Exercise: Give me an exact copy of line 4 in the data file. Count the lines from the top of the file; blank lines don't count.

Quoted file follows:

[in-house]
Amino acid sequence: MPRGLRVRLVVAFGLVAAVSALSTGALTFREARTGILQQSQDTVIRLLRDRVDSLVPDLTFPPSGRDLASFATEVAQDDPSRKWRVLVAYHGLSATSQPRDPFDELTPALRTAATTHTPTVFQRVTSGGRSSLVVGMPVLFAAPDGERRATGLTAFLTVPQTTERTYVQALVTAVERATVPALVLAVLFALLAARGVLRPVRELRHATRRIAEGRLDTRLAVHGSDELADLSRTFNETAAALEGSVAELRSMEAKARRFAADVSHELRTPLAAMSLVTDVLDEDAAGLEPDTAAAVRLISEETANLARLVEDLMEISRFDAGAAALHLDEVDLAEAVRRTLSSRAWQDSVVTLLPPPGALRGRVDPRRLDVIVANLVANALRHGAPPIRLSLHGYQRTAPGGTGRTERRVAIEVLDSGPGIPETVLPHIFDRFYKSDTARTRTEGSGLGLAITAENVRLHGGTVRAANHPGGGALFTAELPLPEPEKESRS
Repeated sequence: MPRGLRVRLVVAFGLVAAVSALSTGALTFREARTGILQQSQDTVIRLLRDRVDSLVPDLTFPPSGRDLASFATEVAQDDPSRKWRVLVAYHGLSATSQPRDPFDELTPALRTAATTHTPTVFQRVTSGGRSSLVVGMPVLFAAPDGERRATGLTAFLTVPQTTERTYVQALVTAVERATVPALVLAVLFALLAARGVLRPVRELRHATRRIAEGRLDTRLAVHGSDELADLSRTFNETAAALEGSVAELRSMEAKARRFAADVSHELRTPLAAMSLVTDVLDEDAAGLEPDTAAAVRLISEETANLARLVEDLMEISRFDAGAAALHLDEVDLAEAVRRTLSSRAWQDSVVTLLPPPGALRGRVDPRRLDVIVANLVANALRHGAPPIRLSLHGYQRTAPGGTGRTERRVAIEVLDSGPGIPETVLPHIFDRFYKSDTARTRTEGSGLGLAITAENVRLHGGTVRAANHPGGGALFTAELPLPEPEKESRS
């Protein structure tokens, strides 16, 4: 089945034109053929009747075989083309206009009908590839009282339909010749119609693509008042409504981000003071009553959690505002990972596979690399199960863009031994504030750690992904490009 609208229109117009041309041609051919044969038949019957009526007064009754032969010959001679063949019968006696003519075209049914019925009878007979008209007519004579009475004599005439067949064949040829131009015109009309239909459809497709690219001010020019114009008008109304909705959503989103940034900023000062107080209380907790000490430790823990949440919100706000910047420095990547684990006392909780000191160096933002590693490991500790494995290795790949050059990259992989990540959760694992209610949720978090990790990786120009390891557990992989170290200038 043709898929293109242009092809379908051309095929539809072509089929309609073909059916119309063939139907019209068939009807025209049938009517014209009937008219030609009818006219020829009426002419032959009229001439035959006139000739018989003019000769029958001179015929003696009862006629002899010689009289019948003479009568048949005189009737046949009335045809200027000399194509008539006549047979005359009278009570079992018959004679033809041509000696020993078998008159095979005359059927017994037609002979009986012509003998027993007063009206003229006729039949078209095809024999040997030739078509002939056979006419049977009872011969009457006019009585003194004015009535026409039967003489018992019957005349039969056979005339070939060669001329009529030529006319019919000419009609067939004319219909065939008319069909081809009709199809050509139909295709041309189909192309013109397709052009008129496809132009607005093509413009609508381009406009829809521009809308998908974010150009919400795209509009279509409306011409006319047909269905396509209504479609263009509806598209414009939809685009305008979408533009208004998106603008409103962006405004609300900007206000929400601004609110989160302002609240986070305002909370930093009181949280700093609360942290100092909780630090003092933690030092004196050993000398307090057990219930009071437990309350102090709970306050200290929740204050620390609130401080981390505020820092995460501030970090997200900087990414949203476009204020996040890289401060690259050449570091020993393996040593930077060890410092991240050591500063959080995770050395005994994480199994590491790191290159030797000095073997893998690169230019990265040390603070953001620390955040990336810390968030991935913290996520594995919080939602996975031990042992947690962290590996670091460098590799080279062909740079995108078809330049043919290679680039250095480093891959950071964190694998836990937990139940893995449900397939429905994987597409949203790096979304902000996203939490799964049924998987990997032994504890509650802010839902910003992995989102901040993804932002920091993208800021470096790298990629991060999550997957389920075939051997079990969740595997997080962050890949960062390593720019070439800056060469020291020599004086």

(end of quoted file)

């Protein structure tokens, strides 16, 4: 089945034109053929009747075989083309206009009908590839009282339909010749119609693509008042409504981000003071009553959690505002990972596979690399199960863009031994504030750690992904490009 609208229109117009041309041609051919044969038949019957009526007064009754032969010959001679063949019968006696003519075209049914019925009878007979008209007519004579009475004599005439067949064949040829131009015109009309239909459809497709690219001010020019114009008008109304909705959503989103940034900023000062107080209380907790000490430790823990949440919100706000910047420095990547684990006392909780000191160096933002590693490991500790494995290795790949050059990259992989990540959760694992209610949720978090990790990786120009390891557990992989170290200038 043709898929293109242009092809379908051309095929539809072509089929309609073909059916119309063939139907019209068939009807025209049938009517014209009937008219030609009818006219020829009426002419032959009229001439035959006139000739018989003019000769029958001179015929003696009862006629002899010689009289019948003479009568048949005189009737046949009335045809200027000399194509008539006549047979005359009278009570079992018959004679033809041509000696020993078998008159095979005359059927017994037609002979009986012509003998027993007063009206003229006729039949078209095809024999040997030739078509002939056979006419049977009872011969009457006019009585003194004015009535026409039967003489018992019957005349039969056979005339070939060669001329009529030529006319019919000419009609067939004319219909065939008319069909081809009709199809050509139909295709041309189909192309013109397709052009008129496809132009607005093509413009609508381009406009829809521009809308998908974010150009919400795209509009279509409306011409006319047909269905396509209504479609263009509806598209414009939809685009305008979408533009208004998106603008409103962006405004609300900007206000929400601004609110989160302002609240986070305002909370930093009181949280700093609360942290100092909780630090003092933690030092004196050993000398307090057990219930009071437990309350102090709970306050200290929740204050620390609130401080981390505020820092995460501030970090997200900087990414949203476009204020996040890289401060690259050449570091020993393996040593930077060890410092991240050591500063959080995770050395005994994480199994590491790191290159030797000095073997893998690169230019990265040390603070953001620390955040990336810390968030991935913290996520594995919080939602996975031990042992947690962290590996670091460098590799080279062909740079995108078809330049043919290679680039250095480093891959950071964190694998836990937990139940893995449900397939429905994987597409949203790096979304902000996203939490799964049924998987990997032994504890509650802010839902910003992995989102901040993804932002920091993208800021470096790298990629991060999550997957389920075939051997079990969740595997997080962050890949960062390593720019070439800056060469020291020599004086």